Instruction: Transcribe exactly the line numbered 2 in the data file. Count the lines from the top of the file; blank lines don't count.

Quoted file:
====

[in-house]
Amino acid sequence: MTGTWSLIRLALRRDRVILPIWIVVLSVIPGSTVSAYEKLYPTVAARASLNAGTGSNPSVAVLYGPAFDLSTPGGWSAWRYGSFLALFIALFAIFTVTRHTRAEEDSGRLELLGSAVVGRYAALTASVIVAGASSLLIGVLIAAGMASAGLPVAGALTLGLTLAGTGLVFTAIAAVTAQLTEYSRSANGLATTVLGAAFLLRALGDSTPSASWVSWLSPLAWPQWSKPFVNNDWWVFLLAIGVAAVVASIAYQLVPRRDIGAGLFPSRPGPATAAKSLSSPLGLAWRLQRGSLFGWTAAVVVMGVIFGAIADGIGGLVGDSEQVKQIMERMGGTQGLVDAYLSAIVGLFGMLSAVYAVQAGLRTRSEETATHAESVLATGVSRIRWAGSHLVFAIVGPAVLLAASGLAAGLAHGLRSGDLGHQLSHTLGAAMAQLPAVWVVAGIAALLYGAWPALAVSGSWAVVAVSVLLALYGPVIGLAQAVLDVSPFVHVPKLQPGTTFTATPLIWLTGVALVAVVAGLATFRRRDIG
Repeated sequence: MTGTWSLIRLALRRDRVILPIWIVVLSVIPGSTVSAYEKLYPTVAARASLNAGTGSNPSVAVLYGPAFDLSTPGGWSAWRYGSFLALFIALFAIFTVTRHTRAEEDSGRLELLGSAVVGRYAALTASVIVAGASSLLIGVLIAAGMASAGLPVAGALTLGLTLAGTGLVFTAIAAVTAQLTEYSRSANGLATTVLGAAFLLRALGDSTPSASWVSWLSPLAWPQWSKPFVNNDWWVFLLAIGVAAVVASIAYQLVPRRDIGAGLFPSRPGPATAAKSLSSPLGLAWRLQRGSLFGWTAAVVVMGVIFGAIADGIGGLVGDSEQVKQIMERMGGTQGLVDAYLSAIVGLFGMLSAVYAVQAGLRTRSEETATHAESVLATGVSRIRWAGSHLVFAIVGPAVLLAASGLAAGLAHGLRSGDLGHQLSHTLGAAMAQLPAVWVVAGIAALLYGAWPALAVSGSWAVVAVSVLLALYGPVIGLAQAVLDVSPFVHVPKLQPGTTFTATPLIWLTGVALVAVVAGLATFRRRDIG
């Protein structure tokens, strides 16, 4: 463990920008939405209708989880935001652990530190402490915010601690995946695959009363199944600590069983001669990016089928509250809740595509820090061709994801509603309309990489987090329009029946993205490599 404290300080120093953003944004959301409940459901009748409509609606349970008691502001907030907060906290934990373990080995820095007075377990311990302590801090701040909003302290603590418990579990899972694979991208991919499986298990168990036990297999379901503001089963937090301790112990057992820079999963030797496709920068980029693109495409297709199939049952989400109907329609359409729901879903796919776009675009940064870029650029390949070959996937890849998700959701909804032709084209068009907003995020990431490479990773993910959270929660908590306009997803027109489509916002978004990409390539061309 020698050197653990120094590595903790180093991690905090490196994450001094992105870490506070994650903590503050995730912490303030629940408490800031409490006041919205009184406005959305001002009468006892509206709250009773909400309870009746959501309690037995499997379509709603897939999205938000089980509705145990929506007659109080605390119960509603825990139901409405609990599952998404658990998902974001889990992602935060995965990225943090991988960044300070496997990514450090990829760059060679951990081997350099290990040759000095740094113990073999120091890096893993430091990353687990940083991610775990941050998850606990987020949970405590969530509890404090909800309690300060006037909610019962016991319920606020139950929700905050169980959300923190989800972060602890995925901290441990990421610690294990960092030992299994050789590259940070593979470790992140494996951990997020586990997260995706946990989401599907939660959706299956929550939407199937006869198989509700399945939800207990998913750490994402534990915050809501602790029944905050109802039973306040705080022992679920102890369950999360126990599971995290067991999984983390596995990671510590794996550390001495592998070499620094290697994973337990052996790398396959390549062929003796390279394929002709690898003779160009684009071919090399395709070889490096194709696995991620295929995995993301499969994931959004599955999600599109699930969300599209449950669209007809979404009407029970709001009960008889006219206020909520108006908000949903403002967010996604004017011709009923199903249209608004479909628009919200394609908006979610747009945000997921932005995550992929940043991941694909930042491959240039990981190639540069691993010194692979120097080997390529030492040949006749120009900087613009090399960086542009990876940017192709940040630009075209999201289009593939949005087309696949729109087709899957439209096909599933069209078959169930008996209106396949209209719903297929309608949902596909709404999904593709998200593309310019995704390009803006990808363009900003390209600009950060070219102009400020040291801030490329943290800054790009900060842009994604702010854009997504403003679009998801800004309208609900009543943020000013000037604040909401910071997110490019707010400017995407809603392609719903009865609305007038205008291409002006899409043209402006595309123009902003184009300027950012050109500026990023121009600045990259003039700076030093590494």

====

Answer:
Amino acid sequence: MTGTWSLIRLALRRDRVILPIWIVVLSVIPGSTVSAYEKLYPTVAARASLNAGTGSNPSVAVLYGPAFDLSTPGGWSAWRYGSFLALFIALFAIFTVTRHTRAEEDSGRLELLGSAVVGRYAALTASVIVAGASSLLIGVLIAAGMASAGLPVAGALTLGLTLAGTGLVFTAIAAVTAQLTEYSRSANGLATTVLGAAFLLRALGDSTPSASWVSWLSPLAWPQWSKPFVNNDWWVFLLAIGVAAVVASIAYQLVPRRDIGAGLFPSRPGPATAAKSLSSPLGLAWRLQRGSLFGWTAAVVVMGVIFGAIADGIGGLVGDSEQVKQIMERMGGTQGLVDAYLSAIVGLFGMLSAVYAVQAGLRTRSEETATHAESVLATGVSRIRWAGSHLVFAIVGPAVLLAASGLAAGLAHGLRSGDLGHQLSHTLGAAMAQLPAVWVVAGIAALLYGAWPALAVSGSWAVVAVSVLLALYGPVIGLAQAVLDVSPFVHVPKLQPGTTFTATPLIWLTGVALVAVVAGLATFRRRDIG